20. Aside from diverting attention from other social concerns, the right-to-marry movement adopted a rhetoric of family values once used by conservatives to vilify gays. This has in turn rehashed an old schism within the LGBTQ+ community, one that can be detected in the nomenclature of the HRC, Freedom to Marry, GLAAD and other lobbying groups. They call themselves advocates of the LGBT community—a pointed effacement of the Q from an acronym where it has become inconvenient and unwelcome.
The Q, of course, is for “queer,” a term intended to complicate the stable sex and gender identities implied by “homosexual,” “gay,” “lesbian” and even “transgender.” The term first gained currency in the late Eighties and early Nineties, when it was reclaimed by non-heterosexuals who did not want to assimilate into the broader, normative American culture. There are no stable or clean boundaries that define what is queer. And that is part of the point: it denotes a conscious decision to reject hierarchies used to define and confine non-heterosexuals. Radical queers remained largely indifferent to the marriage movement, refusing to celebrate an institution antithetical to their anti-assimilationist politics.
21. The Prop-8 blitz that blanketed California now seems a memory from another generation—nearly as dated as the payphones and LES bohemia of Horse Crazy. Thirty-something states and counting. Then the avalanche in June.
It was in the aftermath of the 2008 election that I first gave online dating a whirl myself. I discovered that especially on dates arranged through the more respectable platforms that existed at that time, the men I met often felt obliged to hum through the doxology on marriage before the first round of drinks was finished. Many hurried to tell me that they’d personally worked on the No campaign.
My admiration of the cause was assumed, and the self-congratulation often droned on until I finally came out as opposed—personally, politically—to marriage. From there the situation played out with a déjà-vu consistency: perhaps even more than the straights I’d come out to as anti-marriage, the gay No campaigners were ruffled by the wrinkle I’d just ironed into their worldview. Usually I’d get pamphleteered talking points: “What you don’t understand,” they’d explain in earnest exasperation, “is that all rights start with marriage.” I marveled at how this had come to be considered an argument-winning declaration.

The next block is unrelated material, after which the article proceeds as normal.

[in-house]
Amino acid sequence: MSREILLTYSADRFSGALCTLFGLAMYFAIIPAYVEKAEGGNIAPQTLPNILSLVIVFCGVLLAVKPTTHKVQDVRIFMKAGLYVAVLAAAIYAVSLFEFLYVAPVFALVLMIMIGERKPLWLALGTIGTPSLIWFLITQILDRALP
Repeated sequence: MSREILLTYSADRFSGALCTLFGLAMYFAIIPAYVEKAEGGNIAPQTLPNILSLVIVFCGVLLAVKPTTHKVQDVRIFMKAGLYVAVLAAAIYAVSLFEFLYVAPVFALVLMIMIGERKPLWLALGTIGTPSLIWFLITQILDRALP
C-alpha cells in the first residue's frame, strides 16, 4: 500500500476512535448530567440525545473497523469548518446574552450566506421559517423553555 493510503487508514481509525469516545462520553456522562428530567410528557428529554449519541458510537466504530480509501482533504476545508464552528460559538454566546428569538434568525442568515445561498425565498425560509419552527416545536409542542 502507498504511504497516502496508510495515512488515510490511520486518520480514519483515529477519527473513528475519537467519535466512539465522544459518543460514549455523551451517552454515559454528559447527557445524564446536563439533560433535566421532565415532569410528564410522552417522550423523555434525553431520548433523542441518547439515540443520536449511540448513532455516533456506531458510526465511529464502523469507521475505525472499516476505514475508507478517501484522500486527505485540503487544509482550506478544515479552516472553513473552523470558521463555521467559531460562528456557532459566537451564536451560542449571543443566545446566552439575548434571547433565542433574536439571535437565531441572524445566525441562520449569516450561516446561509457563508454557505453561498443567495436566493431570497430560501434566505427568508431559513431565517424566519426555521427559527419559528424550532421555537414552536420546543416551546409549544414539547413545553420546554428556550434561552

Linking property, health care and other rights to state-sanctioned marriage has only strengthened the privileges of the married over the unmarried or merely partnered. But I’m expected to be grateful. As Justice Kennedy wrote in his decision, people like me are no longer “condemned to live in loneliness.”
22. It almost makes me nostalgic for the days nobody ever asked me if I wanted to get married or have children, when being “gay” still conferred an outsider status—I was a fag, and that was that. Sure, there was a lot of judgment—but no expectations. Questions about my personal life were politely avoided by relatives, coworkers, acquaintances. The closet was mimed around me. This was uncomfortable, it’s true. Yet the opportunity to politicize the conversation—to make it awkward, but also take back control of the discomfort—was always there.
Aside from its political slant away from normative terms and institutions, the Q has proven irksome to the LGBT lobby for other reasons: its potential to inconvenience the T.
Trans people and trans issues have achieved unprecedented visibility in the past year. As the spate of murders of transgender women across the U.S. has demonstrated, things have not gotten better for everyone in the LGBT community. Given the continued dangers of exposure, the LGBT lobby has identified transgender rights as the new frontier of civil rights and has succeeded in convincing most liberals to agree.
Many of these rights should be uncontroversial: equal protection under the law, equal access to employment and housing opportunities, and an end to official discrimination regarding the use and presentation of one’s body. But some of the other rights and recognitions being demanded are more complicated. And they expose another rift within the LGBTQ+ community.